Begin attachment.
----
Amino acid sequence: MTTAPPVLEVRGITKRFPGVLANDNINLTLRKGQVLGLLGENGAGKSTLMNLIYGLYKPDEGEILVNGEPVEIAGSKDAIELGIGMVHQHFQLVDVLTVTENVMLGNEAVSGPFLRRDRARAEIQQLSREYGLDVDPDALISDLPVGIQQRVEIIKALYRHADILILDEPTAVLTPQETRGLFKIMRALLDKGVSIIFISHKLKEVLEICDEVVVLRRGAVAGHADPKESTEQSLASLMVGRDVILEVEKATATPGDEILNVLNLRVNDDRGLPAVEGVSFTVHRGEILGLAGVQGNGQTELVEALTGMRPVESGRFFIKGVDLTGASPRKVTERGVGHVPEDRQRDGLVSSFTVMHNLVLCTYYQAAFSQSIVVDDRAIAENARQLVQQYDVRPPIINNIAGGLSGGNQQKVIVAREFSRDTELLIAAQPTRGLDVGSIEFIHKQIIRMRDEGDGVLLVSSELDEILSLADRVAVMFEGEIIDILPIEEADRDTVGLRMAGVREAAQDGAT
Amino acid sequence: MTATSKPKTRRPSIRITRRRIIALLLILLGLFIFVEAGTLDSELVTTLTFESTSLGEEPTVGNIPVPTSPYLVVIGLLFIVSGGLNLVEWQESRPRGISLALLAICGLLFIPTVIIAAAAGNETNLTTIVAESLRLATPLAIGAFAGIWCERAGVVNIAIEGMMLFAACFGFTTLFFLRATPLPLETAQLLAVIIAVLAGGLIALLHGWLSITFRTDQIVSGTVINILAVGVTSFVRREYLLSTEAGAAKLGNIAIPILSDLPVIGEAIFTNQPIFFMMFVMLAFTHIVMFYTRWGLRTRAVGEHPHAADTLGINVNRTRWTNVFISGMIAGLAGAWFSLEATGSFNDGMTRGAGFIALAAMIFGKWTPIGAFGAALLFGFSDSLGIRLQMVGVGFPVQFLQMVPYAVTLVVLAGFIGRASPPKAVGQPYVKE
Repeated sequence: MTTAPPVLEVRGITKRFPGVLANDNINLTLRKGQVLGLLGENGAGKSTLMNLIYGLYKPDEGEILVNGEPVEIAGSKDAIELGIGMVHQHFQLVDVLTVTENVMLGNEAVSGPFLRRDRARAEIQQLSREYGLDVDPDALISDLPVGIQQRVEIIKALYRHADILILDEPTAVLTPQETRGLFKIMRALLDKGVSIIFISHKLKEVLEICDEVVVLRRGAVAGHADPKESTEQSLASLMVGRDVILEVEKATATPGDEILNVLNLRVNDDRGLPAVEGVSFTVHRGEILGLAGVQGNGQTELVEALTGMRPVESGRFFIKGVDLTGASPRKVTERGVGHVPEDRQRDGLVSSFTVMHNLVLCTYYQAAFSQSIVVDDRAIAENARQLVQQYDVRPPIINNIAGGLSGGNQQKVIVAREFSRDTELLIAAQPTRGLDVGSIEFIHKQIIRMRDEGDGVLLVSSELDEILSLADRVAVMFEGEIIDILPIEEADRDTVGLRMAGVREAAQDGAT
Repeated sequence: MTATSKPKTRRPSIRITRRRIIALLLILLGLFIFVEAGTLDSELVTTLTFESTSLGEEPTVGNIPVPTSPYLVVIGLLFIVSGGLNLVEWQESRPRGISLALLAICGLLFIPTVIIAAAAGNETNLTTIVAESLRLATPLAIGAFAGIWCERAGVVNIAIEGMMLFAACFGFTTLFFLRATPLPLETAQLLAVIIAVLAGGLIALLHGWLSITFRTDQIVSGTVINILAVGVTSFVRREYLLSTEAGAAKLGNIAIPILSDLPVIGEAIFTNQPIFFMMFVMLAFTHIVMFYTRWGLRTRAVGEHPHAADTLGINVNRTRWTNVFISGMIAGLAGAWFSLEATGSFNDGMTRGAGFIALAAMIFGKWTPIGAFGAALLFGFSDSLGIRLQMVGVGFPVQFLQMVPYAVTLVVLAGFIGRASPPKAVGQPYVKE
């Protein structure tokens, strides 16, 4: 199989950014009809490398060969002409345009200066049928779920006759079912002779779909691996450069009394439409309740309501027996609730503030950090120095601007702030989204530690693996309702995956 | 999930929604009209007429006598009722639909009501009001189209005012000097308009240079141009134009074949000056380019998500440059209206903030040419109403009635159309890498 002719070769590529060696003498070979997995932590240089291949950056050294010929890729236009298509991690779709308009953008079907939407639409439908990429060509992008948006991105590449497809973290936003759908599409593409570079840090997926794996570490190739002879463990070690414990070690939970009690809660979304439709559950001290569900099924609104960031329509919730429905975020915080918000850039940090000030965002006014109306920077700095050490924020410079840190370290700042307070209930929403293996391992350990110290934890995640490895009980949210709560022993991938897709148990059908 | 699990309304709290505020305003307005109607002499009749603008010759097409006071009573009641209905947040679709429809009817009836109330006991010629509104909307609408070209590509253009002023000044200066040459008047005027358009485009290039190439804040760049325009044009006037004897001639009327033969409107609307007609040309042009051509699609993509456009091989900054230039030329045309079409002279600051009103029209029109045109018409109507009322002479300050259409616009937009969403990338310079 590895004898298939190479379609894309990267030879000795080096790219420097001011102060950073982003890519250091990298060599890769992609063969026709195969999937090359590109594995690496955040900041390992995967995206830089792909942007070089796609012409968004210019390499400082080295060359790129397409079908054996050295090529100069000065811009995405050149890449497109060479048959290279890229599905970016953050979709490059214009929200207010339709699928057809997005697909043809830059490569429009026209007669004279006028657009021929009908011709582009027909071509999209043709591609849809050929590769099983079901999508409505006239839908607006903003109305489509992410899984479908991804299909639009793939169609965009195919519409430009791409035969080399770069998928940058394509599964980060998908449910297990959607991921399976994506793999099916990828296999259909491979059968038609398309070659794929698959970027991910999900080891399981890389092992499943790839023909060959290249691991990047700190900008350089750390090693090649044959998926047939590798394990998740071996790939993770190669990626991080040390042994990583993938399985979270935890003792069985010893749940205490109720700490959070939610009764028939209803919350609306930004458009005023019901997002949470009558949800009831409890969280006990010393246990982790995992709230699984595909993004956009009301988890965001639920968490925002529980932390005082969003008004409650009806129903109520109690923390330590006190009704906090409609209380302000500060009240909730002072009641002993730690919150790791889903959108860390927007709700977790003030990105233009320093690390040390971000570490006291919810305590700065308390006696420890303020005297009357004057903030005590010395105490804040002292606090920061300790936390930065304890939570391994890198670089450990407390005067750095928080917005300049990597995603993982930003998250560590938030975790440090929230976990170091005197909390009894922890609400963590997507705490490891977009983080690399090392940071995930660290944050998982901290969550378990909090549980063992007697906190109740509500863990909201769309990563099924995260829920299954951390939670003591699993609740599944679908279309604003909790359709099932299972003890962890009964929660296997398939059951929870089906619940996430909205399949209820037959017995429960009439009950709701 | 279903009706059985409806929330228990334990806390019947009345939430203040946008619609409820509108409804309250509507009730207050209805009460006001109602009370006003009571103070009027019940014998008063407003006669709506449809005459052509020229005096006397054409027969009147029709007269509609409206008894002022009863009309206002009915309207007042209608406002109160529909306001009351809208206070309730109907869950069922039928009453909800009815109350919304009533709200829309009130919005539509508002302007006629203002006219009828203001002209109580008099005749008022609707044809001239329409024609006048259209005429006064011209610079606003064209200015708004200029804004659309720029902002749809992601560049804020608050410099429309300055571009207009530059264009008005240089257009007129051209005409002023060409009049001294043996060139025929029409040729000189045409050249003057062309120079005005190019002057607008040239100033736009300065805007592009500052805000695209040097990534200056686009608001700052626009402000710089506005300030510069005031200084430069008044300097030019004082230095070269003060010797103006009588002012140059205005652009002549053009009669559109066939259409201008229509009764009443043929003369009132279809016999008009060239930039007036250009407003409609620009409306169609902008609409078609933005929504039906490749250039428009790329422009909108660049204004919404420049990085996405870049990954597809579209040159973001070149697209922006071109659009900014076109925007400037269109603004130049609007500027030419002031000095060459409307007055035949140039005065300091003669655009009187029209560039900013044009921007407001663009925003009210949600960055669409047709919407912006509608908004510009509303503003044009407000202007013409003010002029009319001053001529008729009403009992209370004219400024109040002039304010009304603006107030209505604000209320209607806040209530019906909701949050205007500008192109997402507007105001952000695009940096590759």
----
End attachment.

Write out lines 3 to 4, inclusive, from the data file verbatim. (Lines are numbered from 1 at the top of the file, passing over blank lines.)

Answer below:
Repeated sequence: MTTAPPVLEVRGITKRFPGVLANDNINLTLRKGQVLGLLGENGAGKSTLMNLIYGLYKPDEGEILVNGEPVEIAGSKDAIELGIGMVHQHFQLVDVLTVTENVMLGNEAVSGPFLRRDRARAEIQQLSREYGLDVDPDALISDLPVGIQQRVEIIKALYRHADILILDEPTAVLTPQETRGLFKIMRALLDKGVSIIFISHKLKEVLEICDEVVVLRRGAVAGHADPKESTEQSLASLMVGRDVILEVEKATATPGDEILNVLNLRVNDDRGLPAVEGVSFTVHRGEILGLAGVQGNGQTELVEALTGMRPVESGRFFIKGVDLTGASPRKVTERGVGHVPEDRQRDGLVSSFTVMHNLVLCTYYQAAFSQSIVVDDRAIAENARQLVQQYDVRPPIINNIAGGLSGGNQQKVIVAREFSRDTELLIAAQPTRGLDVGSIEFIHKQIIRMRDEGDGVLLVSSELDEILSLADRVAVMFEGEIIDILPIEEADRDTVGLRMAGVREAAQDGAT
Repeated sequence: MTATSKPKTRRPSIRITRRRIIALLLILLGLFIFVEAGTLDSELVTTLTFESTSLGEEPTVGNIPVPTSPYLVVIGLLFIVSGGLNLVEWQESRPRGISLALLAICGLLFIPTVIIAAAAGNETNLTTIVAESLRLATPLAIGAFAGIWCERAGVVNIAIEGMMLFAACFGFTTLFFLRATPLPLETAQLLAVIIAVLAGGLIALLHGWLSITFRTDQIVSGTVINILAVGVTSFVRREYLLSTEAGAAKLGNIAIPILSDLPVIGEAIFTNQPIFFMMFVMLAFTHIVMFYTRWGLRTRAVGEHPHAADTLGINVNRTRWTNVFISGMIAGLAGAWFSLEATGSFNDGMTRGAGFIALAAMIFGKWTPIGAFGAALLFGFSDSLGIRLQMVGVGFPVQFLQMVPYAVTLVVLAGFIGRASPPKAVGQPYVKE